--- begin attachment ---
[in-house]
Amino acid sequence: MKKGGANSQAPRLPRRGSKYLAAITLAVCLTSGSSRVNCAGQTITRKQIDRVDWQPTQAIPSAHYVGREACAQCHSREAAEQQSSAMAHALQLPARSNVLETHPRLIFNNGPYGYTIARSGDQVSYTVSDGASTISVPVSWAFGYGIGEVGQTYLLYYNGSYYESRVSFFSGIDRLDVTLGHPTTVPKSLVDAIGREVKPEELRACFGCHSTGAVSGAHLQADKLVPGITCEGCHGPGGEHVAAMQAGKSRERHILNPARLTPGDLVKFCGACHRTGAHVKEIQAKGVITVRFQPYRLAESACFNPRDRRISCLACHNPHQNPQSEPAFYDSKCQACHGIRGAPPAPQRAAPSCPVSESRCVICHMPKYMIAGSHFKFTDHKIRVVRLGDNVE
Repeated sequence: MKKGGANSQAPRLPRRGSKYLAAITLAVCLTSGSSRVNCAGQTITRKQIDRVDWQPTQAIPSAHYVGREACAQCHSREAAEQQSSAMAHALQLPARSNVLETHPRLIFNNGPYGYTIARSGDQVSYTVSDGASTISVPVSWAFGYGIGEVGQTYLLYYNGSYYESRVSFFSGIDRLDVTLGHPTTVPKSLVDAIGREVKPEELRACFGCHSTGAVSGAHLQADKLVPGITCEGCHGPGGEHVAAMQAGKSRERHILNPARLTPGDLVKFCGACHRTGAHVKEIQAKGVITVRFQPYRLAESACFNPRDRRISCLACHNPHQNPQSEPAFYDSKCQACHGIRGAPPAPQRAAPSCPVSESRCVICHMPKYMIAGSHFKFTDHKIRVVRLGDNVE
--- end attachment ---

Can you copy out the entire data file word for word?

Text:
[in-house]
Amino acid sequence: MKKGGANSQAPRLPRRGSKYLAAITLAVCLTSGSSRVNCAGQTITRKQIDRVDWQPTQAIPSAHYVGREACAQCHSREAAEQQSSAMAHALQLPARSNVLETHPRLIFNNGPYGYTIARSGDQVSYTVSDGASTISVPVSWAFGYGIGEVGQTYLLYYNGSYYESRVSFFSGIDRLDVTLGHPTTVPKSLVDAIGREVKPEELRACFGCHSTGAVSGAHLQADKLVPGITCEGCHGPGGEHVAAMQAGKSRERHILNPARLTPGDLVKFCGACHRTGAHVKEIQAKGVITVRFQPYRLAESACFNPRDRRISCLACHNPHQNPQSEPAFYDSKCQACHGIRGAPPAPQRAAPSCPVSESRCVICHMPKYMIAGSHFKFTDHKIRVVRLGDNVE
Repeated sequence: MKKGGANSQAPRLPRRGSKYLAAITLAVCLTSGSSRVNCAGQTITRKQIDRVDWQPTQAIPSAHYVGREACAQCHSREAAEQQSSAMAHALQLPARSNVLETHPRLIFNNGPYGYTIARSGDQVSYTVSDGASTISVPVSWAFGYGIGEVGQTYLLYYNGSYYESRVSFFSGIDRLDVTLGHPTTVPKSLVDAIGREVKPEELRACFGCHSTGAVSGAHLQADKLVPGITCEGCHGPGGEHVAAMQAGKSRERHILNPARLTPGDLVKFCGACHRTGAHVKEIQAKGVITVRFQPYRLAESACFNPRDRRISCLACHNPHQNPQSEPAFYDSKCQACHGIRGAPPAPQRAAPSCPVSESRCVICHMPKYMIAGSHFKFTDHKIRVVRLGDNVE